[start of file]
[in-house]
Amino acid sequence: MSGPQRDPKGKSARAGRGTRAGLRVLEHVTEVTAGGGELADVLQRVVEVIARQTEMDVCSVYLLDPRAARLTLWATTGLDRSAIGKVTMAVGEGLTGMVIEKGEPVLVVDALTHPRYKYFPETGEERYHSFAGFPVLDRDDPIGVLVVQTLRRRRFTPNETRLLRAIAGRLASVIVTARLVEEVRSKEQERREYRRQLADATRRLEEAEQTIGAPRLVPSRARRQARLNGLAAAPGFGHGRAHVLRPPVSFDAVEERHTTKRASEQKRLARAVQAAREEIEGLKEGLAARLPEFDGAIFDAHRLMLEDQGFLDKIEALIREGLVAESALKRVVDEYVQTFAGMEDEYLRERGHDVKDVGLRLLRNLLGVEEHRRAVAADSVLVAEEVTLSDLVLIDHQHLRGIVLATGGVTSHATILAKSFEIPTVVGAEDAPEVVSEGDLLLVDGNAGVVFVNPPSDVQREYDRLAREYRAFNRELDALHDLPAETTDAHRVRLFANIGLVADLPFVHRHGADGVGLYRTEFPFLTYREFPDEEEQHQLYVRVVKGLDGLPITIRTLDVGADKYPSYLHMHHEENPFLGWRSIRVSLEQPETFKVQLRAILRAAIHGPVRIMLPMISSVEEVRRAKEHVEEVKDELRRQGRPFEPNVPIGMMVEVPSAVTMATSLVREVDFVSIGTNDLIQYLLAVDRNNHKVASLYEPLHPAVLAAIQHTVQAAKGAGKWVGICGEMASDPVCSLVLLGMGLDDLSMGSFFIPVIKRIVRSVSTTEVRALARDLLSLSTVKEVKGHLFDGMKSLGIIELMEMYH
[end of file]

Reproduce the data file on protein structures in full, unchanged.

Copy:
[in-house]
Amino acid sequence: MSGPQRDPKGKSARAGRGTRAGLRVLEHVTEVTAGGGELADVLQRVVEVIARQTEMDVCSVYLLDPRAARLTLWATTGLDRSAIGKVTMAVGEGLTGMVIEKGEPVLVVDALTHPRYKYFPETGEERYHSFAGFPVLDRDDPIGVLVVQTLRRRRFTPNETRLLRAIAGRLASVIVTARLVEEVRSKEQERREYRRQLADATRRLEEAEQTIGAPRLVPSRARRQARLNGLAAAPGFGHGRAHVLRPPVSFDAVEERHTTKRASEQKRLARAVQAAREEIEGLKEGLAARLPEFDGAIFDAHRLMLEDQGFLDKIEALIREGLVAESALKRVVDEYVQTFAGMEDEYLRERGHDVKDVGLRLLRNLLGVEEHRRAVAADSVLVAEEVTLSDLVLIDHQHLRGIVLATGGVTSHATILAKSFEIPTVVGAEDAPEVVSEGDLLLVDGNAGVVFVNPPSDVQREYDRLAREYRAFNRELDALHDLPAETTDAHRVRLFANIGLVADLPFVHRHGADGVGLYRTEFPFLTYREFPDEEEQHQLYVRVVKGLDGLPITIRTLDVGADKYPSYLHMHHEENPFLGWRSIRVSLEQPETFKVQLRAILRAAIHGPVRIMLPMISSVEEVRRAKEHVEEVKDELRRQGRPFEPNVPIGMMVEVPSAVTMATSLVREVDFVSIGTNDLIQYLLAVDRNNHKVASLYEPLHPAVLAAIQHTVQAAKGAGKWVGICGEMASDPVCSLVLLGMGLDDLSMGSFFIPVIKRIVRSVSTTEVRALARDLLSLSTVKEVKGHLFDGMKSLGIIELMEMYH